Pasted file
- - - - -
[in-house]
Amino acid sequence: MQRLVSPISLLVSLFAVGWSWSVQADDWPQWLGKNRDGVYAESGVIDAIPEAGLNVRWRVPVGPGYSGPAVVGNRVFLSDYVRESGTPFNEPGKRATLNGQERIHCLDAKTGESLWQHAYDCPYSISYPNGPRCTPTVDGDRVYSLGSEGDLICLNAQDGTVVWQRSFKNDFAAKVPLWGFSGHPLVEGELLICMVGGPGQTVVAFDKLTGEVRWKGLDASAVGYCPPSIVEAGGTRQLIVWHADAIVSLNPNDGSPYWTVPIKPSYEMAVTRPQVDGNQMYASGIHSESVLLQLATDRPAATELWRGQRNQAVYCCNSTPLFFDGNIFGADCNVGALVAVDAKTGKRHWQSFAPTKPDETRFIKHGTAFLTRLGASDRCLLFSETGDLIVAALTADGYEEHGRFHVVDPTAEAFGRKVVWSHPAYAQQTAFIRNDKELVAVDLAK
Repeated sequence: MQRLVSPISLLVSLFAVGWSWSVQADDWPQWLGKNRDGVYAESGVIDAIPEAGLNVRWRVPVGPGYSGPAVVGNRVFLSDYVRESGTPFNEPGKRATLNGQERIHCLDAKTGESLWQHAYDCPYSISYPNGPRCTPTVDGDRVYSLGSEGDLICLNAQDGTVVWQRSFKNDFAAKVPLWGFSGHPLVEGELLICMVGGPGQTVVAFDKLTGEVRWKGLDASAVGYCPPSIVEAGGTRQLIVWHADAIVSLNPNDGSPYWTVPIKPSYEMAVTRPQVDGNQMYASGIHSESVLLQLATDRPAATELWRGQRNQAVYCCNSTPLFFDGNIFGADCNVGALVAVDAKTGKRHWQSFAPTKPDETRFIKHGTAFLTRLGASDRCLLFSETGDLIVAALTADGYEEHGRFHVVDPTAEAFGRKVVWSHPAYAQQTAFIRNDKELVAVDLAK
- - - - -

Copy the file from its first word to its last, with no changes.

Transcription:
[in-house]
Amino acid sequence: MQRLVSPISLLVSLFAVGWSWSVQADDWPQWLGKNRDGVYAESGVIDAIPEAGLNVRWRVPVGPGYSGPAVVGNRVFLSDYVRESGTPFNEPGKRATLNGQERIHCLDAKTGESLWQHAYDCPYSISYPNGPRCTPTVDGDRVYSLGSEGDLICLNAQDGTVVWQRSFKNDFAAKVPLWGFSGHPLVEGELLICMVGGPGQTVVAFDKLTGEVRWKGLDASAVGYCPPSIVEAGGTRQLIVWHADAIVSLNPNDGSPYWTVPIKPSYEMAVTRPQVDGNQMYASGIHSESVLLQLATDRPAATELWRGQRNQAVYCCNSTPLFFDGNIFGADCNVGALVAVDAKTGKRHWQSFAPTKPDETRFIKHGTAFLTRLGASDRCLLFSETGDLIVAALTADGYEEHGRFHVVDPTAEAFGRKVVWSHPAYAQQTAFIRNDKELVAVDLAK
Repeated sequence: MQRLVSPISLLVSLFAVGWSWSVQADDWPQWLGKNRDGVYAESGVIDAIPEAGLNVRWRVPVGPGYSGPAVVGNRVFLSDYVRESGTPFNEPGKRATLNGQERIHCLDAKTGESLWQHAYDCPYSISYPNGPRCTPTVDGDRVYSLGSEGDLICLNAQDGTVVWQRSFKNDFAAKVPLWGFSGHPLVEGELLICMVGGPGQTVVAFDKLTGEVRWKGLDASAVGYCPPSIVEAGGTRQLIVWHADAIVSLNPNDGSPYWTVPIKPSYEMAVTRPQVDGNQMYASGIHSESVLLQLATDRPAATELWRGQRNQAVYCCNSTPLFFDGNIFGADCNVGALVAVDAKTGKRHWQSFAPTKPDETRFIKHGTAFLTRLGASDRCLLFSETGDLIVAALTADGYEEHGRFHVVDPTAEAFGRKVVWSHPAYAQQTAFIRNDKELVAVDLAK